President Donald Trump may have won over support by arguing that his style of business leadership was a perfect fit for the White House, but a new report indicates his approach is leaving the real-world executive branch in chaos.
The report came a day after a former CIA chief of staff described the Trump White House as a "runaway train" in light of the possibility that former national security adviser Michael Flynn will testify about the Trump campaign's alleged relationship with Russia. Although Trump traditionally has created fiercely competitive sub-groups within his organization and then made decisions based on their in-fighting, the advice of his family members, and his own off-the-cuff instincts, he has found that this approach has left the executive branch in chaos, according to a report by Axios.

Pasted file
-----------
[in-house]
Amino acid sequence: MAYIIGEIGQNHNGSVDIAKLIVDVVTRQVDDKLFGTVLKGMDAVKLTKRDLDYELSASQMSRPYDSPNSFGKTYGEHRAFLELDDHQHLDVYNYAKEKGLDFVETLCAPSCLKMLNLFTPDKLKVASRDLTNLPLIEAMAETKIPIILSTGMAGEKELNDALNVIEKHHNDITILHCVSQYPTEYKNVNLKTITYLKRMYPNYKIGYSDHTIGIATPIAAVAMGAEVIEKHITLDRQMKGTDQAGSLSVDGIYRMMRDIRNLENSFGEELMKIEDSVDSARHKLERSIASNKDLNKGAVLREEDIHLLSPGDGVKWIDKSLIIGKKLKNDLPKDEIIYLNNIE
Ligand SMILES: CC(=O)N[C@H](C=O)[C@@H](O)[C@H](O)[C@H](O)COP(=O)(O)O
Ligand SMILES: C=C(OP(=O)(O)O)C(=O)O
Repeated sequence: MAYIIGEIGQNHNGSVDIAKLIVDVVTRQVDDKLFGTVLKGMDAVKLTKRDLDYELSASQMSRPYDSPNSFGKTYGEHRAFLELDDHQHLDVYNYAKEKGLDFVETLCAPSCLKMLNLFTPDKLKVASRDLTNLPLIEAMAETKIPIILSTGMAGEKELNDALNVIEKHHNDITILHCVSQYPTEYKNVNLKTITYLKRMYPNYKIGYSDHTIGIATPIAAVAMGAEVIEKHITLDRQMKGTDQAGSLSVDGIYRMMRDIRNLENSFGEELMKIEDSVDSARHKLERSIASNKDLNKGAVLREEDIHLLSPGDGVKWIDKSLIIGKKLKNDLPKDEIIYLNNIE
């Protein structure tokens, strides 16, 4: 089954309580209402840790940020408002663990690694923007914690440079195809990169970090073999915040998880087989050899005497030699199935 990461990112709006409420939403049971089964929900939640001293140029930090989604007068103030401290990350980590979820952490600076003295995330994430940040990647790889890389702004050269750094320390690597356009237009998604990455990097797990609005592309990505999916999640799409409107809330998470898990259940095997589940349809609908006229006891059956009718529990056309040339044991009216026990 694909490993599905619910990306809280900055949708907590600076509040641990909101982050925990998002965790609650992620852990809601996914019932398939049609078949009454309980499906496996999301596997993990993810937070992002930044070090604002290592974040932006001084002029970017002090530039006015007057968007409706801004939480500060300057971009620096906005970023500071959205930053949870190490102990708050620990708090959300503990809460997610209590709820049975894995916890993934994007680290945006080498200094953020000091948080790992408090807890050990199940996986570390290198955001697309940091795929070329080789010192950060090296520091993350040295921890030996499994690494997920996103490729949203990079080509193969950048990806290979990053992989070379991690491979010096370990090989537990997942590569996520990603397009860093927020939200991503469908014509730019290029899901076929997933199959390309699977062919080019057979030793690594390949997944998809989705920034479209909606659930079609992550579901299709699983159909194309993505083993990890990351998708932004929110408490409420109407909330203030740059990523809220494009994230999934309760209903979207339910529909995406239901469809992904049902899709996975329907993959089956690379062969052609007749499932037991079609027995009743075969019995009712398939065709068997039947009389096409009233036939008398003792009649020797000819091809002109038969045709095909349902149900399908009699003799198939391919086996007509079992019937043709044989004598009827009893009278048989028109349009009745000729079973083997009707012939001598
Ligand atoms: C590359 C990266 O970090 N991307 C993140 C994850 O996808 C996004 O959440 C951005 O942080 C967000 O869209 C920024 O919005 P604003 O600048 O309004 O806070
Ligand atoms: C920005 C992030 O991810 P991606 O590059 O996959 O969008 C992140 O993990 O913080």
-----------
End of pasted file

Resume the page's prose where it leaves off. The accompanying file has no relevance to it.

"Trump is thinking through his frustrations. The team didn't put the windows in right," an anonymous source close to the Trump White House told Axios. And when the lights are turned off, the backbiting continues.
Come nightfall, Trump is often on the phone with billionaire, decades-long friends, commiserating and critiquing his own staff. His most important advisers are often working the phone themselves, trashing colleagues and either spreading or beating down rumors of turmoil and imminent changes.
The report comes as White House is dealing with a major shakeup.
Chief of Staff Reince Priebus' deputy, Katie Walsh, is leaving her position. One senior official told Axios that Trump is governing in the same way that he campaigned, in which he and his team "rode something until it didn't work any more. We recognized it didn't work, we changed it, we adjusted it and then we kind of got better ... [T]his was much more entrepreneurial."
He added that they plan to "keep adjusting until we get it right."